Feeding Our Community Through Creative Collaboration

Ramsey County Sheriff’s Office helps feed our community

In the early days of the COVID-19 pandemic, a group of retired volunteers from the Ramsey County Sheriff’s Office stepped up to the plate (literally) to make sure that Catholic Charities’ programs and other local food shelves were able to feed our community.

Using connections with Hy-Vee, Bix Produce Co., and Sysco, the retired deputies were able to source thousands of pounds of fresh, high-quality food. John Maslowski, a retired commander and volunteer from the Ramsey County Sheriff’s Office, noted that many food shelves serve individual households that are not able to use bulk foodstuffs, so they needed to partner with an organization that could quickly utilize that volume, and “Catholic Charities was the perfect fit.” Since many restaurants and food facilities were closed during this time, established food donors and volunteers were also out of commission—making this creative approach to food distribution absolutely vital as our teams worked hard to keep our guests and residents healthy.



A Very Special Delivery to feed our community

Most Tuesday and Thursday mornings since the spring of 2020, this group of dedicated volunteers has delivered healthy food, including fresh fruits and vegetables, to Catholic Charities’ Distribution Center in St. Paul—current totals exceed 125,000 pounds! Once delivered, the donations are divided and sent to multiple Catholic Charities program locations. Food services staff never know what to expect and purposing large amounts of food nearing the end of its shelf life is no easy feat. This is where folks like Kitchen Manager Bernie Medlock and Food Service Supervisor Mike DeJong step in.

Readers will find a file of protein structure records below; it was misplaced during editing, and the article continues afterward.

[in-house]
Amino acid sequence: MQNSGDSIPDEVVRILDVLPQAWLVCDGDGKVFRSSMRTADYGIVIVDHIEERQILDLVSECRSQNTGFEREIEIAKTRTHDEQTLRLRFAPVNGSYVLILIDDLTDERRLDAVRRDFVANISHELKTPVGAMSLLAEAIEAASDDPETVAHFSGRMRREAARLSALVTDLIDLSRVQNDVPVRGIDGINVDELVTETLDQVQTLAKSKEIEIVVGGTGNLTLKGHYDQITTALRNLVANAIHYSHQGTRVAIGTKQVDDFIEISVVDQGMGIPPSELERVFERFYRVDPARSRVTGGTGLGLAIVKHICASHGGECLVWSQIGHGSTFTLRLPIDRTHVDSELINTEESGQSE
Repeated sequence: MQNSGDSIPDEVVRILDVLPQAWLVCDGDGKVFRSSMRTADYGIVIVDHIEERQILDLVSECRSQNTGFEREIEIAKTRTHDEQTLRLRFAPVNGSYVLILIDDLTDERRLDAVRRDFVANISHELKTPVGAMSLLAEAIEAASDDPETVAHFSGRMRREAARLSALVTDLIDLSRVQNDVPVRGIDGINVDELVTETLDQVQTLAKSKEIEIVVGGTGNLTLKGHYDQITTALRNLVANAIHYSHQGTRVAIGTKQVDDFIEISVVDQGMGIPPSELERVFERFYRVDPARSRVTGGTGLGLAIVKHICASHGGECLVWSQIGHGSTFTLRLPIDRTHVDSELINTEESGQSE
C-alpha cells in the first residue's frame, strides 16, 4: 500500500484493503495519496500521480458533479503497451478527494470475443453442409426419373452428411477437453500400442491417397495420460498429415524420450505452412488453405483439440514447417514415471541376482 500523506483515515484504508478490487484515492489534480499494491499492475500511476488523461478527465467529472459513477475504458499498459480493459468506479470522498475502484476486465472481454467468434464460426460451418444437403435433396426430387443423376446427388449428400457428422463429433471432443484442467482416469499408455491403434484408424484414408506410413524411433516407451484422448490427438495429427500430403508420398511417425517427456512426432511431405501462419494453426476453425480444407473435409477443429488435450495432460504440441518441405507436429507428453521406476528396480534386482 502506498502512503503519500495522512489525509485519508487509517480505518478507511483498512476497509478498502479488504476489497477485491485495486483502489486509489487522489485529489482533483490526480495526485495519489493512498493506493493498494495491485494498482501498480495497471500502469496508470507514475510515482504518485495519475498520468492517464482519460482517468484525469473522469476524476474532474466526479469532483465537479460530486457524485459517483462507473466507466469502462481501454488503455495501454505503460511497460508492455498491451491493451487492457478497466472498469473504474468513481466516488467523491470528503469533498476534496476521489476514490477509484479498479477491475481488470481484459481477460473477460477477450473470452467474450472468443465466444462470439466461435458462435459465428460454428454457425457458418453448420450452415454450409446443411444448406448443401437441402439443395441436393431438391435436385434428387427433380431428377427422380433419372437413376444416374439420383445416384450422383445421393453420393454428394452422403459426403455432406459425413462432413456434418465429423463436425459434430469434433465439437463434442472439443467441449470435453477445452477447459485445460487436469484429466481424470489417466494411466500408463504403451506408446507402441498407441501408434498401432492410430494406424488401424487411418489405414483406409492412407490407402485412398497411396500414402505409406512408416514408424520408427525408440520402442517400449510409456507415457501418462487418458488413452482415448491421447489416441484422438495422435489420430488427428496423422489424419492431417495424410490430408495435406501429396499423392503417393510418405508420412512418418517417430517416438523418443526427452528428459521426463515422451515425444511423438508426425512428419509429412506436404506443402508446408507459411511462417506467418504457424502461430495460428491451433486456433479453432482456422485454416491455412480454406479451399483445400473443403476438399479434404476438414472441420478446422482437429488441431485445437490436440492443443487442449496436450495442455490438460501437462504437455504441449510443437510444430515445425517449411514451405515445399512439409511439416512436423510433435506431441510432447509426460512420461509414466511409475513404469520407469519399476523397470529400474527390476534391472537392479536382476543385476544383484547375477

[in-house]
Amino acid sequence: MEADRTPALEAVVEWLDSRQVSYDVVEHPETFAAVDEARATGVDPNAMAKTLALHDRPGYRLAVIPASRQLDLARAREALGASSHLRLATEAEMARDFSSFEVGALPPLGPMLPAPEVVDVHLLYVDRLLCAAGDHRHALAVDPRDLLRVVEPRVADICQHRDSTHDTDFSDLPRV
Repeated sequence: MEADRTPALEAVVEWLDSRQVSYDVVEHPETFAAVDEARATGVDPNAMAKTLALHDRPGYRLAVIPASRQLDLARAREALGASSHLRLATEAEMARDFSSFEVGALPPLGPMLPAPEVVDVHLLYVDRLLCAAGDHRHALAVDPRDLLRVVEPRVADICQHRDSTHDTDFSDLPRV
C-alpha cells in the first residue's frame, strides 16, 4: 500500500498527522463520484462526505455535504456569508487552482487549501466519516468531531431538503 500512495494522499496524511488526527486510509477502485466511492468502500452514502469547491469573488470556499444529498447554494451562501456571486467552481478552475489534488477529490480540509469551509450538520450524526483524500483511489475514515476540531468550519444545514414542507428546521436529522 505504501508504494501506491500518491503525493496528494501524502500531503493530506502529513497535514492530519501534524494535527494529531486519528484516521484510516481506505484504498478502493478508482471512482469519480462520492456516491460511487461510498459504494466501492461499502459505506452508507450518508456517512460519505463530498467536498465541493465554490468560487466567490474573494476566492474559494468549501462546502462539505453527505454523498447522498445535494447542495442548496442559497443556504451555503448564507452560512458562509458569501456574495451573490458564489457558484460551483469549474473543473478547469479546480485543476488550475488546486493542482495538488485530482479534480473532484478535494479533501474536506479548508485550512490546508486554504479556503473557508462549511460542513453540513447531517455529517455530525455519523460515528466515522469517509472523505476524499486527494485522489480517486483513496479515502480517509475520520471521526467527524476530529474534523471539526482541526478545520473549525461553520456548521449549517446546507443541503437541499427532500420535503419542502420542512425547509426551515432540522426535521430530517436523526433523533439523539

From Box Trucks to Dinner Tables

Following a delivery to the Distribution Center, Medlock and DeJong receive the call to craft recipes based on the newly available ingredients. With over eighty percent of Catholic Charities’ food supply coming from donations, including those from longtime partners like Second Harvest Heartland, the kitchens at Catholic Charities’ programs need to adapt quickly to changing circumstances.

“We’re almost the opposite of a restaurant where they build their menus and then they go out and purchase items. We, on the other hand, wait to see what we get donated and then we build our menus based on that.” — Mike DeJong

If you’ve ever found yourself combing through your fridge wondering, “what should I make for dinner tonight?”, you can appreciate the level of ingenuity and flexibility that kitchen staff need to employ daily to ensure that thousands of our neighbors have access to healthy meals. Medlock notes that the donated food has made a huge difference in the ability to “go from having something basic to having something really good.”

Food for Thought

After spearheading the acquisition and delivery of food, Maslowski reflects on his work with a sense of achievement. Last year they “delivered to Catholic Charities alone, in excess of 37,000 pounds of food for people in need…we’re very proud of that.” Catholic Charities and the people we serve are grateful for the steadfast support from our friends at the Ramsey County Sheriff’s office. As DeJong succinctly puts it, “our people are going through so much. To not worry about getting good food is a blessing, it’s huge…we appreciate it, but more so our guests appreciate it.”

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